Gold on indigo–dyed paper; 11 3/4 x 339 3/4 in. (29.8 x 863 cm)
Seymour Fund, 1965 (65.216.1)
The Lotus Sutra, promulgated in India around the early part of the third century A.D., is believed to be the final teaching of Shakyamuni at Vulture Peak. It was part of Buddhist worship in Japan as early as the sixth century and became the most popular sutra. The Lotus Sutra emphasizes the ultimate Mahayana belief that Buddha's compassion is open to all, regardless of gender or station in life. In the late Heian period, lavishly produced copies of this text accounted for most of the thousands of such devotional offerings commissioned by the aristocracy to gain religious merit. Following Chinese precedent, they were often painted in gold and silver on paper or silk dyed deep indigo or purple.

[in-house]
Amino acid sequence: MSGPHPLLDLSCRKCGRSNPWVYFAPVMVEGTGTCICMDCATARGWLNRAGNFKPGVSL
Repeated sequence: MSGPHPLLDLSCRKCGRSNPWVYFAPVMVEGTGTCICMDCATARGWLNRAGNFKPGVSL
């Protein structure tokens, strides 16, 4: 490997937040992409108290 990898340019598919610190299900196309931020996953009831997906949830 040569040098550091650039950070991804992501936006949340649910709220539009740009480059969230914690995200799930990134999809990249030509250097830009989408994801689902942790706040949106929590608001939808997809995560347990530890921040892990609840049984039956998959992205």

This illustration is painted on the frontispiece that precedes the written scripture. It combines depictions of three episodes from chapters 12 to 15 of the Lotus Sutra. Its composition skillfully combines iconic images of the Buddha with narrative vignettes. Here, the daughter of the Dragon King of the Sea offers the radiant jewel to Buddha preaching on Vulture Peak (rendered in the shape of a bird's head). The episode contains the essence of the scripture: the girl's offering is accepted and she is immediately changed into a man, with many features of a bodhisattva, seated on a jeweled lotus. Thus, the compassion of the Buddha offered salvation to women, whose bodies were regarded as unclean and preclusive of attaining enlightenment. Balancing this scene is an illustration of an episode from the Buddha's former life: as a king, Buddha so desired true knowledge that he promised all his wealth and power and lifelong servitude to whoever could reveal it. Here, he is seen twice, once kneeling before the sage who taught him and again bearing firewood in fulfillment of his vow.